Hello all! Today we will be talking about Mobility Anchoring with Cisco Wireless LAN Controller (WLC). While this concept has been around for a while, and is commonly used for guest networks, I have used it for several other reasons. But first let’s go over the premise of mobility anchoring.
Cisco defines mobility anchoring as: Mobility Anchor, also referred to as Guest tunneling or Auto Anchor Mobility, is a feature where all the client traffic that belongs to a WLAN (Specially Guest WLAN) is tunneled to a predefined WLC or set of controllers that are configured as Anchor for that specific WLAN. This feature helps to restrict clients to a specific subnet and have more control over the user traffic.
To break that down further, it is tunneling WLAN traffic from a local controller to a different controller within the same mobility group, for a different entry point into the network. As the Cisco definition states, it is great for guest traffic. It allows you to have a different WLC setup within the DMZ to allow for guest traffic directly out of the internal network.
First requirement is that both the local WLC and anchor WLC need to be in the mobility group. This requires reachability between the two WLCs. Therefore, if being used to anchor guest traffic on the other side of a firewall, you will need to open up traffic on the firewall for two way communication.
There are plenty of guides out there for setting up guest anchor controllers, and I do not want to beat that horse, so I am going to shift that thinking slightly with an example of a proposed design. As I have mentioned I have used mobility anchoring for different solutions in the past and let’s explore that more.
Let’s imagine you work for a company with a data center, a corporate office, and many smaller remote sites, like I did for years. We had metro-Ethernet connections with all traffic being sent back to main data center. Now with the growing demand for wireless networks with all types of devices, securing those networks becomes increasingly difficult. I happened to work within the healthcare industry, and needed to segment off some devices to provide additional security. Now think about the administrative costs alone for deploying multiple firewalls at locations for WLANs that are only intended to serve a few clients each.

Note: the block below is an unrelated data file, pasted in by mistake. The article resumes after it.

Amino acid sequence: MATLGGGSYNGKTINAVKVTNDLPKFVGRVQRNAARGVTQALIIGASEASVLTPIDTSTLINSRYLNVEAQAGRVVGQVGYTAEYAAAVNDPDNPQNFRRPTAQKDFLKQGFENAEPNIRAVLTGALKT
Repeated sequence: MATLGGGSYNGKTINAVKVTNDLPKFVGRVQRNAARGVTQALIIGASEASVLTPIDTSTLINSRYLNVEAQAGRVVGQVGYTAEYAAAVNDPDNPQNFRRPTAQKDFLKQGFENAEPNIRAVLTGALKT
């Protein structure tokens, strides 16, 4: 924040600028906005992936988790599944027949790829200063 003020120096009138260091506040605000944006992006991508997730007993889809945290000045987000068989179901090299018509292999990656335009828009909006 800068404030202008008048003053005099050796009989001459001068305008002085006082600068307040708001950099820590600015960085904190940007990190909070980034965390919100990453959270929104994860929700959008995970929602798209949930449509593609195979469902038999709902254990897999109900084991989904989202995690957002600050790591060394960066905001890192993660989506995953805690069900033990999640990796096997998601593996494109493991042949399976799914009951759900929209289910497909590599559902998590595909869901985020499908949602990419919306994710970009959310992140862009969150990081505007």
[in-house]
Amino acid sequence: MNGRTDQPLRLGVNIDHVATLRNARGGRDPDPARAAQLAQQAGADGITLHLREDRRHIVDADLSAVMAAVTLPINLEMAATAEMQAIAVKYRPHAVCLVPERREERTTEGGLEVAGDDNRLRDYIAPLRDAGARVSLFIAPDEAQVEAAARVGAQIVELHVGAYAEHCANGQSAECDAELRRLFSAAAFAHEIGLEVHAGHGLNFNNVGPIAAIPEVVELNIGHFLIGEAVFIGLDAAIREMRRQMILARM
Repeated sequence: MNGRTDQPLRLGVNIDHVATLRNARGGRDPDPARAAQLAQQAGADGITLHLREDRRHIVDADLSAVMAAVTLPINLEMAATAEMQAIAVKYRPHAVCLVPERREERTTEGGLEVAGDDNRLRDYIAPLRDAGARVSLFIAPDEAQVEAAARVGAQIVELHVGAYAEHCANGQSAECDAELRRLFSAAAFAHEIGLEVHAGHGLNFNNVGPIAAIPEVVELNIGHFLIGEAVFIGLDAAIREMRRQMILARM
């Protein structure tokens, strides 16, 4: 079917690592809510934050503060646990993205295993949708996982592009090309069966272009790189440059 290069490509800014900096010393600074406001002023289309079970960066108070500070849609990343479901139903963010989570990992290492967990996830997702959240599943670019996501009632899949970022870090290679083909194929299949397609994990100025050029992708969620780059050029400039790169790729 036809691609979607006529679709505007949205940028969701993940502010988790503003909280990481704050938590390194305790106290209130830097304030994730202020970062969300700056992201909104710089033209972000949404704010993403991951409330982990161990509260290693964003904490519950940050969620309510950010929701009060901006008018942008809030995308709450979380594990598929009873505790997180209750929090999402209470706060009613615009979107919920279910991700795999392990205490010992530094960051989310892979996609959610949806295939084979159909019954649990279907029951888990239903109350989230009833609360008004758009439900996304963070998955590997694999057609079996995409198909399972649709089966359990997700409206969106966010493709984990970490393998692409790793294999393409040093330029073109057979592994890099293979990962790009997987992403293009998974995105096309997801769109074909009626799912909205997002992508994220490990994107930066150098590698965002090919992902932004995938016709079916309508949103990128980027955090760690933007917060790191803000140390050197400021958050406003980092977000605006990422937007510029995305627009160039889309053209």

The solution I came up with was to use… Mobility Anchoring! How does a technology that is intended for guest traffic to be placed in the DMZ help this case you ask? Simple, when we use mobility anchoring as way to change the entry point into the network, you can then use that to control where the security for that network lives as well. In my case it was at our data center where we had nice beefy NGFW (Firepower Threat Defense) firewalls, and a core network infrastructure to allow for bandwidth. With the ability to tunnel traffic back to a central location and secure the VLAN that those clients will ultimately use as a network entry point, we were able to save time and money by not needing to deploy different firewalls to each location and setup new networks for all.
Now let’s walk through this design to better understand this. With my scenario, we have a main data center with multiple branch locations as in image below.
Each location has an existing WLC and we want to add additional WLANs, but need them secured with a firewall. Wouldn’t it be easier to have all that new WLAN traffic run through a single firewall, and all of it to be secured at all locations? My proposed design was:
With using Mobility Anchoring, to route those WLANs back to the central location, we are now able to secure that VLAN where the anchor WLC enters the network. The mobility tunnel will send all traffic on the remote WLAN tunneled back to the anchor point, and from there it can be allowed or denied access to different networks of your choosing through traditional firewall rules. This approach now allows for a standardized deployment of WLANs across multiple sites without the need of additional firewalls to provide the same security requirements to remote locations.
This fit our needs exactly, and ended up becoming our standard deployment for additional WLANs for all remote locations. Some key factors to think about when setting this up are, bandwidth across your WAN, and the number of clients you will be connecting. If you are tunneling all traffic back to a central location, you might want to think about setting limits on the local and anchor controller for bandwidth. Additionally, you will want to think about the number of clients you are connecting to that anchor controller, and size it correctly with both clients and uplink bandwidth.
As always if you have any questions on the Wireless Mobility Anchoring and would like to schedule a free consultation with us, please reach out to us at firstname.lastname@example.org and we’ll be happy to help!
Armando Muscaritolo, Network Engineer